Excerpt from blog post by Mike Raymond 2/2/10
Through both live concerts and behind the microphone at WJW Radio in Cleveland, deejay Alan Freed did more to spread the gospel of rock and roll during its infancy than any other non-performer.
By adopting a persona “the Moondog”, playing rhythm & blues records, and popularizing the term rock and roll and the music that it defined, Freed became a crucial player in the push to move African-American music into the mainstream. Taking it a step further, Freed and local promoters put on what is widely accepted as the first rock concert— the Moondog Coronation Ball at the old Cleveland Arena on Euclid Avenue.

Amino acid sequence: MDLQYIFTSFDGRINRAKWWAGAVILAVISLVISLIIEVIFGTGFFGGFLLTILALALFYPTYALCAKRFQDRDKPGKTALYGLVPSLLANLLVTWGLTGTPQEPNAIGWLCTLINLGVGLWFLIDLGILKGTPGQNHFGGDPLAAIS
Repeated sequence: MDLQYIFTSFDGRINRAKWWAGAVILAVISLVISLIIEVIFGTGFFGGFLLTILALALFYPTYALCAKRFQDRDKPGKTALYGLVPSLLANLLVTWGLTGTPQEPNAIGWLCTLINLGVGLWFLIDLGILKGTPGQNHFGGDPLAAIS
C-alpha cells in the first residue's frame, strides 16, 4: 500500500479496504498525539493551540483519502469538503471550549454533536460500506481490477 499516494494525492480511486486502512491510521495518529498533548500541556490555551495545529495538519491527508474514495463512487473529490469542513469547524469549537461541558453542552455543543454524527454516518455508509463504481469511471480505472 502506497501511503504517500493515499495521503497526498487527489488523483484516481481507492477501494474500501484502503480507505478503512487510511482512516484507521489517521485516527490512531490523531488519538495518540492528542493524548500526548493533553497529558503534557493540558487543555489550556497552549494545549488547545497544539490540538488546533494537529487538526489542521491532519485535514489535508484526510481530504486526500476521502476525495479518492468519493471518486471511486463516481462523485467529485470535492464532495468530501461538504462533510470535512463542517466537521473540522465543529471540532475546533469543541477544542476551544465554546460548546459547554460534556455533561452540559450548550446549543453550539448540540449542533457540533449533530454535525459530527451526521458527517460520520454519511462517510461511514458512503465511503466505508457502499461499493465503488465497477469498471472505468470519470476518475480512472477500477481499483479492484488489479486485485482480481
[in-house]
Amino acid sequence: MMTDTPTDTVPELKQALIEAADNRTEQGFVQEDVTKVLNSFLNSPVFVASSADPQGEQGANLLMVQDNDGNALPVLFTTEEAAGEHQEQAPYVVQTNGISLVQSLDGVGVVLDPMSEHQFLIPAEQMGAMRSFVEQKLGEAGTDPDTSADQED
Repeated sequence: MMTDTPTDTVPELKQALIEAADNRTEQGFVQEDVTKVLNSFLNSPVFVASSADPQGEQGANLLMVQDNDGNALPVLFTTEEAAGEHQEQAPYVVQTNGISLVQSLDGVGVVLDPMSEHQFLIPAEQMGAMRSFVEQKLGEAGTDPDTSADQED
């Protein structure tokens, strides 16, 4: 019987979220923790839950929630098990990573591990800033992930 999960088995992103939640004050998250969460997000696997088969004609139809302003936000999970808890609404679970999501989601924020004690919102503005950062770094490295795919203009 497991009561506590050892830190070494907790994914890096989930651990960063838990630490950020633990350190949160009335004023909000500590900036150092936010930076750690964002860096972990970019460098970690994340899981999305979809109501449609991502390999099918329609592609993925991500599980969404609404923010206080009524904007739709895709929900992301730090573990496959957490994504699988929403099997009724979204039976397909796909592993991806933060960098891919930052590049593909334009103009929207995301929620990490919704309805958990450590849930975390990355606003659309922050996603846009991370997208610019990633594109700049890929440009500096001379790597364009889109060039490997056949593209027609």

The inaugural event attracted more than 20,000 people back in March of 1952, double the capacity of the arena. Fans began rioting, knocking down ticket takers and ushers. Eventually the concert was shut down by the police and fire departments..
The riot became national news, and Freed’s popularity escalated. Freed eventually moved to New York and began booking concerts at the Brooklyn Theater breaking new ground in featuring both black and white artists.